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Don’t forget to Keep A Song of Joy Inside Your Heart until next week! By the way, did you know that the late, wonderful keyboardist, Billy Preston, wrote SONG OF JOY? I think that, although it wasn’t his most popular song, it was his most heartfelt and most beautiful.....”With every note I play, I play with love. With every word I sing, it’s coming from my heart. And so I sing a Song of Joy for you, with all the happiness this melody brings.”

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June 11, 2006

SENIOR YEARS | CHRISTMAS CD | HEALTHY LIVING

I have decided, in my “Senior Years,” that I am going to start a blog. Well....not really a blog...more like a weekly column of thoughts and musings about whatever comes to my mind at the time. After all, Daryl and I are both well into our 60s now....I just turned 66 in May (can’t believe it myself), and I think I have the right to say whatever the heck I want to. You may, or may not, find this interesting, but I’d like to hear from you if you do. Write to me at tonistaken@aol.com.

Now, let’s first talk about “Senior Years”. I am finding myself in pretty darned good health. I’ve taken very good care of myself over the years, and I’m still strong and active. I’m not as fanatic about my diet as Daryl is... chocolate never touches his lips (even if it IS good for you, as we now know)....but I eat lots of fruit and vegies, low fat or non fat yogurt, whole grain bread and pasta, and exercize regularly. Daryl and I walk our two rambunctious Australian Shepherds every day for about an hour in the hills around our house, and I do strength training at home three times a week. So I just don’t think of myself as “senior” or “elderly”, although, technically, I guess I am. Every now and then I get a glimpse of myself in the mirror, and see my dear mother (rest her soul) looking back at me, but that happens to every woman eventually, I think.

Here is something I’ve discovered about becoming a “senior citizen”....you kind of disappear. By that I mean, as you go about your daily business (supermarket, gas station, dry cleaners) people often look right through you, and I am hard to look right through, being a woman who is 5’ 11” and 154 pounds. Of course, there are always those people who recognize me and Daryl, but the very young ones, who have absolutely no clue, treat us like they would any other “elderly” person....we hardly exist.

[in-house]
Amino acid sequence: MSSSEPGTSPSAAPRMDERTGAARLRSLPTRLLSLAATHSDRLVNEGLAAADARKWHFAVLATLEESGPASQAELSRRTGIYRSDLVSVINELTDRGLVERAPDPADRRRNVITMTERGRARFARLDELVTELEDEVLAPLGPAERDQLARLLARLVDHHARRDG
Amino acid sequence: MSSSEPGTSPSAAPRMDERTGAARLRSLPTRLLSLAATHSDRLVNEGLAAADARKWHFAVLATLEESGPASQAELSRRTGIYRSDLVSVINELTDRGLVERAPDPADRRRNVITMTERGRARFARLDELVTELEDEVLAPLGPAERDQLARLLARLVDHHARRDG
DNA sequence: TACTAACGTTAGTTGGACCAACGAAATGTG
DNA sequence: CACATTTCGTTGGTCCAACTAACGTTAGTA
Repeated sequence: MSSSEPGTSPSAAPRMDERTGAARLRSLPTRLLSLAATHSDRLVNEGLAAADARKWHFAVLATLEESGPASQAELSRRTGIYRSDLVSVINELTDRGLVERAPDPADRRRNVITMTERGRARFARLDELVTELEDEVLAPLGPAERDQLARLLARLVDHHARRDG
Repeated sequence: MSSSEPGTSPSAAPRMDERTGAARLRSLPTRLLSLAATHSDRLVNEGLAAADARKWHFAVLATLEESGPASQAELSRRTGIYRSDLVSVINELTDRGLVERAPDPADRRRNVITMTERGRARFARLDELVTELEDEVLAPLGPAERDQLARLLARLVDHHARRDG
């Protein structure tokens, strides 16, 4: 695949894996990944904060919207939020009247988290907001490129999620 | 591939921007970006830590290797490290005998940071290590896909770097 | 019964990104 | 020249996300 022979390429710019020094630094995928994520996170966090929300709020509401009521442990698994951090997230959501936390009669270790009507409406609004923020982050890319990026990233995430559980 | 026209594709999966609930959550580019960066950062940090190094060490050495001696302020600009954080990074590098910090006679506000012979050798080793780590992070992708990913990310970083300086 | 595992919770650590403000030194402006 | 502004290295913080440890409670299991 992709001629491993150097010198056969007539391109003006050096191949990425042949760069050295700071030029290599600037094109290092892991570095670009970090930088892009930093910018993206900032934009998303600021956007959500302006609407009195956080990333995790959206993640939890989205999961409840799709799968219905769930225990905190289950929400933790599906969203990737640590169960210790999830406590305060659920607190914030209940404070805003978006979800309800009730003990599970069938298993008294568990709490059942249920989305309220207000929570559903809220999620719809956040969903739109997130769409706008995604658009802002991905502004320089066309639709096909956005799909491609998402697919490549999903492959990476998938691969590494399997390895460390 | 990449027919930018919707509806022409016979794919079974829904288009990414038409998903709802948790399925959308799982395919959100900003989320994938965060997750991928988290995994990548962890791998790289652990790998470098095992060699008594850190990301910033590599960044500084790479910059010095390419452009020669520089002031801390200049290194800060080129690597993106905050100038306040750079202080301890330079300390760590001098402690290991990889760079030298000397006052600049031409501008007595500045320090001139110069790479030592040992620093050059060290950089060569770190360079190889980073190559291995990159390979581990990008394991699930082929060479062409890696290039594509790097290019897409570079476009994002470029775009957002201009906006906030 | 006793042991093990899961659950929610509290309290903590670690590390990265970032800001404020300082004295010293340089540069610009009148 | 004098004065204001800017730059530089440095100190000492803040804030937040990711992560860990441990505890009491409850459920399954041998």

Recently, I was reading an online magazine I subscribe to, when a pop-up (hate those things) suddenly appeared, asking me, sweetly, to take an “important survey”. It would only take “a few minutes of my time,” the popup said, and they really would like my opinion. “Oh, why not?” I said to myself, and clicked. The first question was multiple choice....”What is your age group?” Well....MY age group was the last one listed....65 and older. I clicked. The survey vanished. They really don’t care what I, or anyone else my age and older, thinks. Hmmph.

There are many indiginities associated with aging, and I will fill you in on more of them as I write this column each week. But I promise I will also write about lots of other things, too.

Actually, I intended to tell you about the Christmas CD Daryl and I have been working since last year. It is finished...it is beautiful, joyous, funny, and we are more thrilled with this CD than almost anything we’ve ever done together. However, it will NOT be released this season as planned, thanks to Respond2 Entertainment, who was to be the releasing company. It is a VERY long story, and I promise to fill you in on it next week.....maybe even sooner. I’m on a roll here! Remember to Keep A Song of Joy Inside Your Heart until next week. This is fun!